How Spondyloarthritis Is Diagnosed
Diagnosing spondyloarthritis isn’t always easy, especially since it can cause symptoms in many different areas of the body. But there are a number of factors that tend to separate spondyloarthritis from other forms of arthritis or other conditions entirely.
One important distinction for doctors to make is between inflammatory and noninflammatory back pain. With inflammatory back pain — the kind seen in spondyloarthritis — “the stiffness and symptoms tend to be worse first thing in the morning or after prolonged immobility,” and improve with movement, according to Natalie E. Azar, MD, a rheumatologist at NYU Langone Health in New York City.
Dr. Azar says that in both the spine and other areas of the body, “stiffness would typically be more profound or prolonged in an inflammatory condition” than in a noninflammatory condition — such as osteoarthritis, which is more closely related to “wear and tear” of cartilage in joints than to inflammation. “The swelling might be more, the pain might be more” in inflammatory conditions, she adds.
Of course, spondyloarthritis isn’t the only type of inflammatory arthritis, so it’s still necessary to look at other factors once this category is suspected or established. One potential clue to spondyloarthritis is that it’s negative for classic rheumatoid arthritis antibodies. This distinguishes it, Azar notes, from most cases of rheumatoid arthritis (RA), another type of inflammatory arthritis.
Probably the most important factor that distinguishes spondyloarthritis from other diseases that may have overlapping symptoms, Azar says, is involvement of the entheses — the areas where ligaments and tendons attach to bone. To look for this type of soft-tissue inflammation — known as enthesitis — “you basically press at the inside or outside of the elbow, at the Achilles tendon or plantar fascia [ankle or heel], and the outside of the hip,” Azar explains. “If there’s tenderness there, or sometimes you can see swelling,” then it’s likely the person has enthesitis.
Of course, diagnosing any type of spondyloarthritis also means getting the most complete picture possible of a person’s symptoms and health history. “You’re asking about skin symptoms, GI symptoms, musculoskeletal symptoms,” says Azar. “It’s really important to ask about personal and family history, especially of psoriasis and IBD.”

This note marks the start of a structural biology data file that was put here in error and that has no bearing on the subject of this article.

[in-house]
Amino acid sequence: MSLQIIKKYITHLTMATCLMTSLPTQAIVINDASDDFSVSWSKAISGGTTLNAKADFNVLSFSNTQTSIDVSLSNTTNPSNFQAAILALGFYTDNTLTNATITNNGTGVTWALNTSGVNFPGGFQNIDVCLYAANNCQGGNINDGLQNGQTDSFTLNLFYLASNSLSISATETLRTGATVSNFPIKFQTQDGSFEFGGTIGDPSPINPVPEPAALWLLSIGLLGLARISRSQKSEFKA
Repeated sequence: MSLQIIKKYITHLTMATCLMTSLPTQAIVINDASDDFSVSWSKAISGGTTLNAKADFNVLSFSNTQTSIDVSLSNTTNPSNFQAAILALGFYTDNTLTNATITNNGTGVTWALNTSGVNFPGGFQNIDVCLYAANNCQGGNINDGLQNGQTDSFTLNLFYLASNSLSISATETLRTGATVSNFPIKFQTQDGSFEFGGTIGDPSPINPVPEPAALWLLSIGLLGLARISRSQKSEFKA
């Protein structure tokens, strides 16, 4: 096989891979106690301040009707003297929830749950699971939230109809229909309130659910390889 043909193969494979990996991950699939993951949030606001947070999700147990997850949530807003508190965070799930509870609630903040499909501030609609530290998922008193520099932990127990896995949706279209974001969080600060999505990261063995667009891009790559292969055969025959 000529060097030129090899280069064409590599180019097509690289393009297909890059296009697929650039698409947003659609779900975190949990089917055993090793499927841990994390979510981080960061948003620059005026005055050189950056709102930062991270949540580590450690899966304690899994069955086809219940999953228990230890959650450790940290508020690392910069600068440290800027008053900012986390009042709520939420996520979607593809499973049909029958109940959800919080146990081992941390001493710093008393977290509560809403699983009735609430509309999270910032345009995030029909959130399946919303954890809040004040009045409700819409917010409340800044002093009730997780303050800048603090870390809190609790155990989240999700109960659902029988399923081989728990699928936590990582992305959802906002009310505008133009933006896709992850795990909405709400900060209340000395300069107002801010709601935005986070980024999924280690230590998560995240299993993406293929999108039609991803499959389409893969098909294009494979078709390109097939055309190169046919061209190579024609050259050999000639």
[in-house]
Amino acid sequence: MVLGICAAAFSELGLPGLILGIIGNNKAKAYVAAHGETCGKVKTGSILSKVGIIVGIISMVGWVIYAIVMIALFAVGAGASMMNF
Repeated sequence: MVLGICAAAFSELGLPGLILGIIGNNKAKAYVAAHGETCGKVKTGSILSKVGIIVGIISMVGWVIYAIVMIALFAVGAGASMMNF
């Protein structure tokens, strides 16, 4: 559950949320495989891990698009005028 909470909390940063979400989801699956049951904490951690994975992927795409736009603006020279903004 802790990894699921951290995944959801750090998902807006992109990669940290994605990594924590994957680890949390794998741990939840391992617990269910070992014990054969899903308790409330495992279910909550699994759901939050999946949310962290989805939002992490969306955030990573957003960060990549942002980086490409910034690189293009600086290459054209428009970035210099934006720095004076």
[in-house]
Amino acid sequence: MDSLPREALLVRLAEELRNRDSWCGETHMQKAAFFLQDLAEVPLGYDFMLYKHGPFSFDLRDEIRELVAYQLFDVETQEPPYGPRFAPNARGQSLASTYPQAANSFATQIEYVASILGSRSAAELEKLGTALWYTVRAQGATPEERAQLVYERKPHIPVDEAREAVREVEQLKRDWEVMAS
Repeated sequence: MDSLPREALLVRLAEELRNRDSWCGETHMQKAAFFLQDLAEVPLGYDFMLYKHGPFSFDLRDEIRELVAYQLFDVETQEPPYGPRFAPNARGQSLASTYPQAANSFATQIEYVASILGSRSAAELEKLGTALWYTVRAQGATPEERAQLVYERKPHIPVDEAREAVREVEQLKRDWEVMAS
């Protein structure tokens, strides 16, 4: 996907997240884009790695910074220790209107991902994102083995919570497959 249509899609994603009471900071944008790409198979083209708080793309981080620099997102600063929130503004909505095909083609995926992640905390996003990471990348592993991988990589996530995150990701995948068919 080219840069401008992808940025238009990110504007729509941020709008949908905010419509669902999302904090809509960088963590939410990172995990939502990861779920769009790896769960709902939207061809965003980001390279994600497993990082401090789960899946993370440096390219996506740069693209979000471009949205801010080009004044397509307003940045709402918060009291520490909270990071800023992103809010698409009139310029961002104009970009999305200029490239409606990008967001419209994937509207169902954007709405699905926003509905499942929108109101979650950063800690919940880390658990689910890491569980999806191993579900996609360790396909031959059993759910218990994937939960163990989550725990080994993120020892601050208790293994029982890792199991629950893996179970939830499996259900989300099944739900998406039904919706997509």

Guiding Treatment for Spondyloarthritis
There are two main types of drug treatments for spondyloarthritis: nonsteroidal anti-inflammatory drugs (NSAIDs) and biologic therapies. Most treatment guidelines suggest prescribing an NSAID first, but your doctor may decide to prescribe a biologic drug first, depending on your symptoms — especially if a response to the drug may help clarify that your condition is inflammatory in nature.
While prescribing a drug to help clarify a diagnosis isn’t part of any official guidelines, “in the real world, that’s what people often end up doing,” says Liew. “I still wouldn’t say it’s diagnostic. Everything just shifts your suspicion higher or lower.”
It’s very important to find out if someone with spondyloarthritis has bowel symptoms that may suggest IBD, says Azar, because effective treatment of IBD often leads to resolution of other symptoms like joint pain. Even subtle bowel symptoms may warrant a referral to a gastroenterologist before proceeding further with treatment. While there’s some overlap between biologic therapies for spondyloarthritis and IBD, “there are nuanced differences” in treatment approaches, she notes.
But drugs aren’t the only important element of treatment for spondyloarthritis. “Physical therapy and exercise are key for inflammatory arthritis, and especially spondyloarthritis,” says Liew. “If you look at the guidelines, it’s a thing that’s constant no matter if your disease is superactive or well controlled.”
When it comes to both diagnosing and treating spondyloarthritis, a rheumatologist’s job is to get as much information as possible to guide a decision, says Azar. “It’s not just one thing. You start listening to the story, and then you dive deeper.”